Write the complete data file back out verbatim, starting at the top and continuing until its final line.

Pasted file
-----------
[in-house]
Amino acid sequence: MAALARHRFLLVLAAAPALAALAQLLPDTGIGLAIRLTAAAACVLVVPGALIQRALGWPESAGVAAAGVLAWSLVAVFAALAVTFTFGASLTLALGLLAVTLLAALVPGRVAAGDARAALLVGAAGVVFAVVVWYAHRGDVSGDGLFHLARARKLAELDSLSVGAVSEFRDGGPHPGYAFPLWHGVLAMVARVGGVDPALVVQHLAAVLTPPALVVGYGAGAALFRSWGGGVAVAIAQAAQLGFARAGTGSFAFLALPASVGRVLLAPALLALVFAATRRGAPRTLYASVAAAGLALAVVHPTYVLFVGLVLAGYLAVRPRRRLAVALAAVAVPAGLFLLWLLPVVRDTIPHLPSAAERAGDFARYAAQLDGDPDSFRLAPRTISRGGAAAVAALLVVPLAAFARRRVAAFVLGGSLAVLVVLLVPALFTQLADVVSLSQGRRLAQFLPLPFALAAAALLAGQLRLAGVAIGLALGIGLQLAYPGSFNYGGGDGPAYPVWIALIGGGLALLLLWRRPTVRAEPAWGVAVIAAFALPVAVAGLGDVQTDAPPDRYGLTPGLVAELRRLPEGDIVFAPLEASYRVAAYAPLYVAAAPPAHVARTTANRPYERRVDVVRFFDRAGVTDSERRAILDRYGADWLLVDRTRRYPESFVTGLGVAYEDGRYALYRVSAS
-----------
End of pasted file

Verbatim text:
[in-house]
Amino acid sequence: MAALARHRFLLVLAAAPALAALAQLLPDTGIGLAIRLTAAAACVLVVPGALIQRALGWPESAGVAAAGVLAWSLVAVFAALAVTFTFGASLTLALGLLAVTLLAALVPGRVAAGDARAALLVGAAGVVFAVVVWYAHRGDVSGDGLFHLARARKLAELDSLSVGAVSEFRDGGPHPGYAFPLWHGVLAMVARVGGVDPALVVQHLAAVLTPPALVVGYGAGAALFRSWGGGVAVAIAQAAQLGFARAGTGSFAFLALPASVGRVLLAPALLALVFAATRRGAPRTLYASVAAAGLALAVVHPTYVLFVGLVLAGYLAVRPRRRLAVALAAVAVPAGLFLLWLLPVVRDTIPHLPSAAERAGDFARYAAQLDGDPDSFRLAPRTISRGGAAAVAALLVVPLAAFARRRVAAFVLGGSLAVLVVLLVPALFTQLADVVSLSQGRRLAQFLPLPFALAAAALLAGQLRLAGVAIGLALGIGLQLAYPGSFNYGGGDGPAYPVWIALIGGGLALLLLWRRPTVRAEPAWGVAVIAAFALPVAVAGLGDVQTDAPPDRYGLTPGLVAELRRLPEGDIVFAPLEASYRVAAYAPLYVAAAPPAHVARTTANRPYERRVDVVRFFDRAGVTDSERRAILDRYGADWLLVDRTRRYPESFVTGLGVAYEDGRYALYRVSAS